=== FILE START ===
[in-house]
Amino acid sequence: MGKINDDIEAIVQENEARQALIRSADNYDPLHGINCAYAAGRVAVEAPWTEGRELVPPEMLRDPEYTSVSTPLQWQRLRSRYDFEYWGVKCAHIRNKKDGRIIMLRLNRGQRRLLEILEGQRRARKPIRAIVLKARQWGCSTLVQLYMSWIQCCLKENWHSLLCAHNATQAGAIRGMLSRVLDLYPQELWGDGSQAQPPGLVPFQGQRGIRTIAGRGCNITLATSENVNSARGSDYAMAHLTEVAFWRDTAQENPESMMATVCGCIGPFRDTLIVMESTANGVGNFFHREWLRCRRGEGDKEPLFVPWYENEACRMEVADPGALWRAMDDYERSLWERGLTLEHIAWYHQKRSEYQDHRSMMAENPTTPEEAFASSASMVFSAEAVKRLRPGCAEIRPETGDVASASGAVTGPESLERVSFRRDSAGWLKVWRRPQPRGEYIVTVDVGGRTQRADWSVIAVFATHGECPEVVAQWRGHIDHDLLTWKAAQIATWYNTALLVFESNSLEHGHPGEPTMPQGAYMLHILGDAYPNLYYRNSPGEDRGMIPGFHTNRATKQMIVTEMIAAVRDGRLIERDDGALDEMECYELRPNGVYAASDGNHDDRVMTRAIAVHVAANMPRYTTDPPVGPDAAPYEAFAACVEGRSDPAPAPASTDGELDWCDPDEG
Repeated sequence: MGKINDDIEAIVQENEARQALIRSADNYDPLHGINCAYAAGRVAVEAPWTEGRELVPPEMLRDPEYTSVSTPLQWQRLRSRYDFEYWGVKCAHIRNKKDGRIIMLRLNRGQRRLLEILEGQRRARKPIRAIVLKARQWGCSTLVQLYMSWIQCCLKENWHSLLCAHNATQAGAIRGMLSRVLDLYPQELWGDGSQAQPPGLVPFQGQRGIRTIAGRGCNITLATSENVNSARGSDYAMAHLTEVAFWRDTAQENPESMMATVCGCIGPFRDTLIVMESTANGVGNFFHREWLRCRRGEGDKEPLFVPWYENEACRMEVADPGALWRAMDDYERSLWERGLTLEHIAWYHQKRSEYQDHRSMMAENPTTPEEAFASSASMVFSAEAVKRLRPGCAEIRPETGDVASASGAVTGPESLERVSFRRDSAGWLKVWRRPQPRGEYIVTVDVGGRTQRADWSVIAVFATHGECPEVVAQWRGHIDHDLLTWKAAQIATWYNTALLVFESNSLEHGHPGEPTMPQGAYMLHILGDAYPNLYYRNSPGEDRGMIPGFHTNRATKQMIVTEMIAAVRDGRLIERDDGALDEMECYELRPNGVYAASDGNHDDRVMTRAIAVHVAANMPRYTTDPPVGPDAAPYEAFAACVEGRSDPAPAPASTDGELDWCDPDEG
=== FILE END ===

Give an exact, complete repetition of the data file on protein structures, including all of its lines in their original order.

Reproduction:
[in-house]
Amino acid sequence: MGKINDDIEAIVQENEARQALIRSADNYDPLHGINCAYAAGRVAVEAPWTEGRELVPPEMLRDPEYTSVSTPLQWQRLRSRYDFEYWGVKCAHIRNKKDGRIIMLRLNRGQRRLLEILEGQRRARKPIRAIVLKARQWGCSTLVQLYMSWIQCCLKENWHSLLCAHNATQAGAIRGMLSRVLDLYPQELWGDGSQAQPPGLVPFQGQRGIRTIAGRGCNITLATSENVNSARGSDYAMAHLTEVAFWRDTAQENPESMMATVCGCIGPFRDTLIVMESTANGVGNFFHREWLRCRRGEGDKEPLFVPWYENEACRMEVADPGALWRAMDDYERSLWERGLTLEHIAWYHQKRSEYQDHRSMMAENPTTPEEAFASSASMVFSAEAVKRLRPGCAEIRPETGDVASASGAVTGPESLERVSFRRDSAGWLKVWRRPQPRGEYIVTVDVGGRTQRADWSVIAVFATHGECPEVVAQWRGHIDHDLLTWKAAQIATWYNTALLVFESNSLEHGHPGEPTMPQGAYMLHILGDAYPNLYYRNSPGEDRGMIPGFHTNRATKQMIVTEMIAAVRDGRLIERDDGALDEMECYELRPNGVYAASDGNHDDRVMTRAIAVHVAANMPRYTTDPPVGPDAAPYEAFAACVEGRSDPAPAPASTDGELDWCDPDEG
Repeated sequence: MGKINDDIEAIVQENEARQALIRSADNYDPLHGINCAYAAGRVAVEAPWTEGRELVPPEMLRDPEYTSVSTPLQWQRLRSRYDFEYWGVKCAHIRNKKDGRIIMLRLNRGQRRLLEILEGQRRARKPIRAIVLKARQWGCSTLVQLYMSWIQCCLKENWHSLLCAHNATQAGAIRGMLSRVLDLYPQELWGDGSQAQPPGLVPFQGQRGIRTIAGRGCNITLATSENVNSARGSDYAMAHLTEVAFWRDTAQENPESMMATVCGCIGPFRDTLIVMESTANGVGNFFHREWLRCRRGEGDKEPLFVPWYENEACRMEVADPGALWRAMDDYERSLWERGLTLEHIAWYHQKRSEYQDHRSMMAENPTTPEEAFASSASMVFSAEAVKRLRPGCAEIRPETGDVASASGAVTGPESLERVSFRRDSAGWLKVWRRPQPRGEYIVTVDVGGRTQRADWSVIAVFATHGECPEVVAQWRGHIDHDLLTWKAAQIATWYNTALLVFESNSLEHGHPGEPTMPQGAYMLHILGDAYPNLYYRNSPGEDRGMIPGFHTNRATKQMIVTEMIAAVRDGRLIERDDGALDEMECYELRPNGVYAASDGNHDDRVMTRAIAVHVAANMPRYTTDPPVGPDAAPYEAFAACVEGRSDPAPAPASTDGELDWCDPDEG